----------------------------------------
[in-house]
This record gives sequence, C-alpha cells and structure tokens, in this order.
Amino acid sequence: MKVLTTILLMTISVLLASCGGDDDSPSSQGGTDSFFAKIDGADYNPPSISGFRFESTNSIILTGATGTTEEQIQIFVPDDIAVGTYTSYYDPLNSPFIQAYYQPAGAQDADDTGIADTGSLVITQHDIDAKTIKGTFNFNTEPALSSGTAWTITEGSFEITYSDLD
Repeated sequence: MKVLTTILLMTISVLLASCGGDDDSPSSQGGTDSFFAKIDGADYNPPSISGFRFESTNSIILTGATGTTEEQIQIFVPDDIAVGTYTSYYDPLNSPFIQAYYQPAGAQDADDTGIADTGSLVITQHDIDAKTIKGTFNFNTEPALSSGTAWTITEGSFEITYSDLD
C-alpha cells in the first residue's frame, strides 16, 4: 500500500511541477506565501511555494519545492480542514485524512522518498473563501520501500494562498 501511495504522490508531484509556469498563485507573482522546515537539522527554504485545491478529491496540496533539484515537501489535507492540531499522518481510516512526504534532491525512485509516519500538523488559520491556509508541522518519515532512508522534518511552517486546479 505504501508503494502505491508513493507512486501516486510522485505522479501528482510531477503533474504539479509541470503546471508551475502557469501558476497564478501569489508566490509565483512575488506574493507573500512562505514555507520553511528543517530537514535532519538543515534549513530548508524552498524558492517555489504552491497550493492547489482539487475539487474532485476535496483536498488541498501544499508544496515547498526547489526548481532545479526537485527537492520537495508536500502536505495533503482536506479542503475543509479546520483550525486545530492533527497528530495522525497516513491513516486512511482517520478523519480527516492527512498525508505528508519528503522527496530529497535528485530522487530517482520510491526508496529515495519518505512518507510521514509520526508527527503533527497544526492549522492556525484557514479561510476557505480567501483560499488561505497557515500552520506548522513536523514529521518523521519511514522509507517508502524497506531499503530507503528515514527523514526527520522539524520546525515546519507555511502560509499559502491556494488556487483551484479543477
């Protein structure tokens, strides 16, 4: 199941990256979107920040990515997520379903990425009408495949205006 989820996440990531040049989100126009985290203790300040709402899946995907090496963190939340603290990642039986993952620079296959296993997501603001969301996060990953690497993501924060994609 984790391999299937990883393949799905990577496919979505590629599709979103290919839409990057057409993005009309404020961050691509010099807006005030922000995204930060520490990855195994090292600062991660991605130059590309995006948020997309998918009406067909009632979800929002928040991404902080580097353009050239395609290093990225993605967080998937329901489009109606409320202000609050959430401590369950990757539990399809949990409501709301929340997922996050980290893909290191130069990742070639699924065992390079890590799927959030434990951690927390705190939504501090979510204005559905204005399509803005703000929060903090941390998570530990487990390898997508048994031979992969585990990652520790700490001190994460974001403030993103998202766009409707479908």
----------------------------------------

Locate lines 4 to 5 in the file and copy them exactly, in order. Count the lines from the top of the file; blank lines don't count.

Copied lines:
Repeated sequence: MKVLTTILLMTISVLLASCGGDDDSPSSQGGTDSFFAKIDGADYNPPSISGFRFESTNSIILTGATGTTEEQIQIFVPDDIAVGTYTSYYDPLNSPFIQAYYQPAGAQDADDTGIADTGSLVITQHDIDAKTIKGTFNFNTEPALSSGTAWTITEGSFEITYSDLD
C-alpha cells in the first residue's frame, strides 16, 4: 500500500511541477506565501511555494519545492480542514485524512522518498473563501520501500494562498 501511495504522490508531484509556469498563485507573482522546515537539522527554504485545491478529491496540496533539484515537501489535507492540531499522518481510516512526504534532491525512485509516519500538523488559520491556509508541522518519515532512508522534518511552517486546479 505504501508503494502505491508513493507512486501516486510522485505522479501528482510531477503533474504539479509541470503546471508551475502557469501558476497564478501569489508566490509565483512575488506574493507573500512562505514555507520553511528543517530537514535532519538543515534549513530548508524552498524558492517555489504552491497550493492547489482539487475539487474532485476535496483536498488541498501544499508544496515547498526547489526548481532545479526537485527537492520537495508536500502536505495533503482536506479542503475543509479546520483550525486545530492533527497528530495522525497516513491513516486512511482517520478523519480527516492527512498525508505528508519528503522527496530529497535528485530522487530517482520510491526508496529515495519518505512518507510521514509520526508527527503533527497544526492549522492556525484557514479561510476557505480567501483560499488561505497557515500552520506548522513536523514529521518523521519511514522509507517508502524497506531499503530507503528515514527523514526527520522539524520546525515546519507555511502560509499559502491556494488556487483551484479543477